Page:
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UBS Lehman Brothers Securities Fraud

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New York, NYRecently, a $2.2 Million arbitration award was issued against UBS in a case involving Lehman "Principal Protected" Notes - the latest in a series of pro-investor rulings against UBS in cases involving Lehman Brothers "Principal Protected" Notes.

The award in the case, Motamed v. UBS Financial Services, Inc., FINRA Case No. 09-02087, was issued in December by a three-person FINRA arbitration panel in Philadelphia. The case represents reportedly the seventh consecutive win by claimant investors in cases against UBS arising out of the so-called "Principal Protected" securities.

"Principal Protected" Notes, created by the now-defunct brokerage firm Lehman Brothers, are essentially financial instruments that combine derivatives with fixed income and/or equities, resulting in a product that was supposed to provide the safety of fixed income with the upside of the stock market. At least that is how these products were reportedly pitched to some investors by UBS. Not included in the sales pitch was that fact that Lehman Brothers itself was the sole guarantor of the so-called principal protection.

These structured notes were reportedly marketed to conservative investors seeking preservation of capital, a reasonable yield and the potential for a modest gain in principal. In reality, these types of investments were being used by Lehman Brothers, and other brokerage firms, to help finance their near-term operational shortfalls. In fact, many clients were reportedly never even informed that these were Lehman Brothers products in the first place.

In some instances, it was not even apparent from customers' monthly statements that they owned a Lehman Brothers product, as the products were often listed simply as "LB 100% PPN." Now that Lehman Brothers is in bankruptcy, it appears that these supposedly "Principal Protected" Notes have little or no remaining value.

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What UBS did in the US, Credit Suisse practiced in Switzerland. It is estimated that Credit Suisse sold principal-protected Lehman notes worth about 700 million Swiss Francs in Switzerland alone. The clients were mostly small investors with little or no experience in capital markets. Just as UBS, Credit Suisse failed to inform the customers about the true nature of these products.

Just look at the factsheet of a Lehman note sold be Credit Suisse. In the section entitled “risks” you will find neither “Lehman” nor “creditworthiness of the issuer” nor anything similar. Instead – throughout the whole document – you will encounter five times the promise “principal protected” – but not a single time in conjunction with Lehman, at least not explicitly.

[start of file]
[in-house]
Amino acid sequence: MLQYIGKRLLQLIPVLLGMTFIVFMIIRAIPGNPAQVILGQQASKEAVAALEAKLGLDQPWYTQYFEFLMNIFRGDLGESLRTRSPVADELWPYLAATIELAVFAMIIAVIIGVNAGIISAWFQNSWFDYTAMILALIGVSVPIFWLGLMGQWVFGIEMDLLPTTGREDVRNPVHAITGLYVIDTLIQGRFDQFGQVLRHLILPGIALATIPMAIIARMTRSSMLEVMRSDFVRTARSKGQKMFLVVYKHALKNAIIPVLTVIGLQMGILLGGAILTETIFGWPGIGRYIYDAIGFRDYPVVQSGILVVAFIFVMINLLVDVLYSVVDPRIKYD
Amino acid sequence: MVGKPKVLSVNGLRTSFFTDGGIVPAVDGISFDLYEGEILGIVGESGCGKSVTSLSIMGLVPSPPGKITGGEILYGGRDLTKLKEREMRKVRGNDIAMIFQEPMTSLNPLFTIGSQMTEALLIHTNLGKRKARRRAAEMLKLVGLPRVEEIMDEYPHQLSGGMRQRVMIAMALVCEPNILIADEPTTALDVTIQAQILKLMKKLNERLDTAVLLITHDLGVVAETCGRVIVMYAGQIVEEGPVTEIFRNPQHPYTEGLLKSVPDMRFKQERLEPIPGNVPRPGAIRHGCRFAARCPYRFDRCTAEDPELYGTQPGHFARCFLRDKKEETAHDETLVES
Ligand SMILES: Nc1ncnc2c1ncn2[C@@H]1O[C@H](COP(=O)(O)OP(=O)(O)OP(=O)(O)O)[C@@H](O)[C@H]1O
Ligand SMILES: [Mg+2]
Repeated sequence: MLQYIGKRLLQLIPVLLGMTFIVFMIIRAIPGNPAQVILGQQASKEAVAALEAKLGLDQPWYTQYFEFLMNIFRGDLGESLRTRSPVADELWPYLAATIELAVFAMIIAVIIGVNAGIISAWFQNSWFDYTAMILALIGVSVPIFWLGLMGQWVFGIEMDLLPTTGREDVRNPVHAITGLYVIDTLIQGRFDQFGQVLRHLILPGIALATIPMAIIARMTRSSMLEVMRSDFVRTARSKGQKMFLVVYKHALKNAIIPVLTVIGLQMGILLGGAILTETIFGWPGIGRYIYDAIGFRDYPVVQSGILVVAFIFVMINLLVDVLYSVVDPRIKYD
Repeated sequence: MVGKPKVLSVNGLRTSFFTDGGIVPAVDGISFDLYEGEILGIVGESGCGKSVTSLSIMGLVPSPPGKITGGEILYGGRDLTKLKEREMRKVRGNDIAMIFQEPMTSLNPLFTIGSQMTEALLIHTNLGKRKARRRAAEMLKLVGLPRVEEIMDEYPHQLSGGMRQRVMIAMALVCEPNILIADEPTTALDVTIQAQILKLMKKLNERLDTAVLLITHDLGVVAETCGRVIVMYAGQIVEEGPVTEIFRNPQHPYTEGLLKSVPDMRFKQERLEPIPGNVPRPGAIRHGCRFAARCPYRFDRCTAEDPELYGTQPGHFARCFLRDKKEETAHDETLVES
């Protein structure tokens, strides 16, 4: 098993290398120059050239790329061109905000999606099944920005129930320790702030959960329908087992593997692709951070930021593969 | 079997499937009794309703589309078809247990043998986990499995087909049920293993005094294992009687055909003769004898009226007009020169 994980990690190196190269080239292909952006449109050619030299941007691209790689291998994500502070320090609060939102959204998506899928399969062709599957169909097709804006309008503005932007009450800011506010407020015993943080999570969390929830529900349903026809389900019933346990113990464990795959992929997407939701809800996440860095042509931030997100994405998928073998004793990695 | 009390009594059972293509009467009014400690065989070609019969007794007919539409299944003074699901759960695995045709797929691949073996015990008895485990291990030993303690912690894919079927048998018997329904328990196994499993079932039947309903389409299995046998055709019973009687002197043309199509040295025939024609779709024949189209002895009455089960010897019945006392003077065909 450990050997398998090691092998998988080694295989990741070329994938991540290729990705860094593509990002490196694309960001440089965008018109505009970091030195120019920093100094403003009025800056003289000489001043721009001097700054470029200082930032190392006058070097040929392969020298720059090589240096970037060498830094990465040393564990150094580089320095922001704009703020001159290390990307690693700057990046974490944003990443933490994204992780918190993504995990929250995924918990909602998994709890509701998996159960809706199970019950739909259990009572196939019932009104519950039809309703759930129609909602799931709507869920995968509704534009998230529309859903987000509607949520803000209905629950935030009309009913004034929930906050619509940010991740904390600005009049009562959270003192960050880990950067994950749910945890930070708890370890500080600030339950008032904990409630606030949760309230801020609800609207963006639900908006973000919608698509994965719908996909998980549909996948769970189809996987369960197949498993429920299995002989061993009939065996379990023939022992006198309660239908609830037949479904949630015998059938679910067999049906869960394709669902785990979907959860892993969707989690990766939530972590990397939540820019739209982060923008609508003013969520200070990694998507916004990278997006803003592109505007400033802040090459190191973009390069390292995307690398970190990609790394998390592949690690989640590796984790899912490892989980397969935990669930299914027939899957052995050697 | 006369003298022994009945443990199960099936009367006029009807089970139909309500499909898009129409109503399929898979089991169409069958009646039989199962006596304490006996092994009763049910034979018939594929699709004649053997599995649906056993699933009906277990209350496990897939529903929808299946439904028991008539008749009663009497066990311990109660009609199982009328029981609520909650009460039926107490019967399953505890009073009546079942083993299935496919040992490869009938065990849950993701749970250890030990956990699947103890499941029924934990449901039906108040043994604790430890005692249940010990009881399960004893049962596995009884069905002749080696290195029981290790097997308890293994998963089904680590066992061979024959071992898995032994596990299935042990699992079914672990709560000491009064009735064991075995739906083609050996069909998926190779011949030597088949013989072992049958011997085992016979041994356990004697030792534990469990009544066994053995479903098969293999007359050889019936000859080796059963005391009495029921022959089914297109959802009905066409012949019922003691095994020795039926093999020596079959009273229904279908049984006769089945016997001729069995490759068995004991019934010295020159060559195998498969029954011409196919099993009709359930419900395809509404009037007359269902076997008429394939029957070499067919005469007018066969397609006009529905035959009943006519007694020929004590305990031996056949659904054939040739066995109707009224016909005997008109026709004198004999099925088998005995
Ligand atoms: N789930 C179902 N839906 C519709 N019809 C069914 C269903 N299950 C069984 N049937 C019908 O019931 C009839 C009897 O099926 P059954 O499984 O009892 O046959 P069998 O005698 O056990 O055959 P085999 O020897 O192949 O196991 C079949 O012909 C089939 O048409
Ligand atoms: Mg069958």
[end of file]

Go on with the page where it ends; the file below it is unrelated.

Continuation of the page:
What in my view proves the accusation of deception is the fact that in a sales brochure issued by Credit Suisse, these opportunity notes carry the risk label “low” (page 15 of the brochure entitled “Anlegen und Vorsorgen”), whereas in the disclaimer of such a note, there is talk of “high” risks. It is obvious that one text was written by marketing people and the other by legal staff and that Credit Suisse failed to reconcile the two.

The version the relationship managers stuck to is of course the first one, as you could see from the e-mail sent by my relationship manager. He recommends the Lehman note as an alternative to a fixed deposit and claims that it is FULLY principal-protected (capital letters by Credit Suisse). No mention of Lehman, issuer or issuer risk.

In the mean-time, Credit Suisse was forced to buy back about 150 Mio. Swiss Francs worth of these notes – not by our financial market supervisory authority, which is totally useless, but by public pressure. This is of course barely more than 20% of what Credit Suisse had sold.

At the end of February 2010, Credit Suisse was still advertising structured products on its website with the slogan “Protect your portfolio against unexpected risks with structured derivatives.” The Opportunity Note that was then presented featured repeated emphasis on one-hundred-percent capital protection without a single mention of issuer risk. The Opportunity Note was then awarded a lovely “low” risk value. However, one look at the fine-print disclaimer of such an Opportunity Note would immediately reveal the phrase “These investment products are complex structured derivatives and involve a high degree of risk.” Depending on whether the print is large or small, the risk ranges from low to high; sometimes the Opportunity Note protects against unexpected risks, sometimes it involves a high degree of risk in itself.

Even the brochure “Special Risks in Securities Trading” by the Swiss Bankers Association – a brochure which is sent to the customers when they open up a depot, i.e. years before they may actually buy a principal-protected product or, depending on the circumstances, also afterwards – even this brochure fails to explain the relationship between issuer risk and principal protection. As a matter of fact, this brochure even cements what principal protection means to the layman anyway:

“What is the maximum possible loss?

The maximum possible loss for the buyer of a structured product with capital protection is the difference between the purchase price and the amount of the capital protection.”

Special Risks in Securities Trading, Swiss Bankers Association, Edition 2001 (in use until 2008), p. 14

Let’s hope that justice will one day prevail in both the US and Switzerland.

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